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Are We Playing Telephone With Our Information?

You know the game.  Say something in someones ear and they pass it down the line.  By the time it gets to the end the LHC is going to destroy the world.

The way that we obtain our information has changed a great deal since the advent of institutionalized journalism in the media.  Gone are the days when news was spread by the witness, replaced by the omniscent entities that are NBC, Fox News, CNN, and the BBC (CSPAN not so much).

This method of dispersing information is not without merit.  It allows for the most important news to reach as many people as possible in the shortest period of time.  With one source few sources of information, it is easy to keep up to date with the world.  All you have to do is turn on your television.

In reality, unfortunately, that is not how it works.  Instead of a constant stream of relavent, unbiased information, what we get from these networks is celebrety gossip and tradgedy shoved down our throats.  While I could rant about the media all day, I would like to focus specifically on the problems this causes for the dissemination of scientific information.

Non-Scientists are deciding what is important

Here are the top stories on health you can find at CNN.com.  If you look you will notice that not one of these stories involves medical breakthroughs, vaccines, artificial hearts, or anything even vaguely scientific.  None of the other major news sites are any better.   Even if you do manage to find something with any scientific worth on the website, fat chance you’ll hear about it on TV where many people still get all of their news.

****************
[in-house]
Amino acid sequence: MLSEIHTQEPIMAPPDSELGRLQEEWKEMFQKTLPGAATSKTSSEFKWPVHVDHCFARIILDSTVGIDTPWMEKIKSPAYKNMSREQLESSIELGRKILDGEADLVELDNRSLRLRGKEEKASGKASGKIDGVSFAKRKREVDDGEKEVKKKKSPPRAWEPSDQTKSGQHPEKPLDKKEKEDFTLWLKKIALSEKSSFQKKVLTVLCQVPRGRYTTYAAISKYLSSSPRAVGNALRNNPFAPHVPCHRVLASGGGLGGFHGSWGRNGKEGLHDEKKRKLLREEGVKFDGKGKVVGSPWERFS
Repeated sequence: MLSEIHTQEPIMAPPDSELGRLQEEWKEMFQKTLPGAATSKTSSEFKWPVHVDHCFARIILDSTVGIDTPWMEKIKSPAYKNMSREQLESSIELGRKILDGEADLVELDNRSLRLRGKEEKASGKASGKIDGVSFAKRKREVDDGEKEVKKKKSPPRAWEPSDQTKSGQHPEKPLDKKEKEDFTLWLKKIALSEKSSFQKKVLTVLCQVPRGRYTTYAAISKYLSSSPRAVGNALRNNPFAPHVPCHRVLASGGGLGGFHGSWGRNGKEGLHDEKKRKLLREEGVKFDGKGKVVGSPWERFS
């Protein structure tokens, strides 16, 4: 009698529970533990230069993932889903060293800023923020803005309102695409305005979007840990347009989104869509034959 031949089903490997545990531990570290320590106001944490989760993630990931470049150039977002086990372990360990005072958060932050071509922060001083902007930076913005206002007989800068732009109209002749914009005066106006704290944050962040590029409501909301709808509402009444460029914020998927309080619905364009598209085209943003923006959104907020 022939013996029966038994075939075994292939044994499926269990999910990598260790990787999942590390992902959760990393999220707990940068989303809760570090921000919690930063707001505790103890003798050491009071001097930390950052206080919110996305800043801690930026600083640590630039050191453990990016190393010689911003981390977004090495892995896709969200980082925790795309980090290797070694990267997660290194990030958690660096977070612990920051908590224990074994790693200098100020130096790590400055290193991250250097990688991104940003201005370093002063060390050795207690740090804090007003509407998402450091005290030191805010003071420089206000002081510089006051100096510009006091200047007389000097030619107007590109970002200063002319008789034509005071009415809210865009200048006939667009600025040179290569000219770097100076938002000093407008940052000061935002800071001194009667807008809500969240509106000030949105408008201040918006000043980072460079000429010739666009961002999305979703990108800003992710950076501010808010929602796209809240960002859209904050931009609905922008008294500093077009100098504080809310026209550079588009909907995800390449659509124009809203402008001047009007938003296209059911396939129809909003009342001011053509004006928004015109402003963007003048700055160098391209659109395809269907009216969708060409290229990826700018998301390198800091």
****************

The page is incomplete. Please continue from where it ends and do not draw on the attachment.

Non- Scientists are trying to explain science

Imagine if a quantum physicist walked up to you (assuming you aren’t one) and explained uncertainty as it applies to special reletivity.  Now imagine that hours later you have to explain it to someone else who never took an intro physics class in their life.  Now that person will go on television and explain it to the world.  Think some ideas might come across incorrectly?  Well this is the system we now use, and this game of telephone that our information goes through is a major reason that a large percentage of the public does not fully understand concepts like global warming and vaccinations. I heard from a guy who heard from a guy that carbon footprints are getting the ozone layer dirty.  This is the kind of thing that we can expect when getting second-hand information, which begs the question…

Why are we still using second hand sources?

Now that we are living in the age of the internet and moving towards a system of open-source information, there is no reason that we can’t get our information from first-hand accounts.  An summary from someone who has actually done the research would be infinitely more reliable and accurate than someone else trying to give the same information with a far lesser understanding of the subject.  A scientist saying “here’s what I did, and this is what it means” is so much more relavent than someone with a journalism degree saying “someone did this, and it could possibly mean the end of life as we know it.”

Is this our fault?  What can we as the scientific community do to circumvent the media?

I say it is our fault, and we need to put down the telephone and start shouting from the rooftops.  Yes I realize that doesn’t really mean anything, but I’m passionate about this dammit!  Sharing knowledge should be just as much a part of a researchers job as gaining knowledge.

Please share your thoughts

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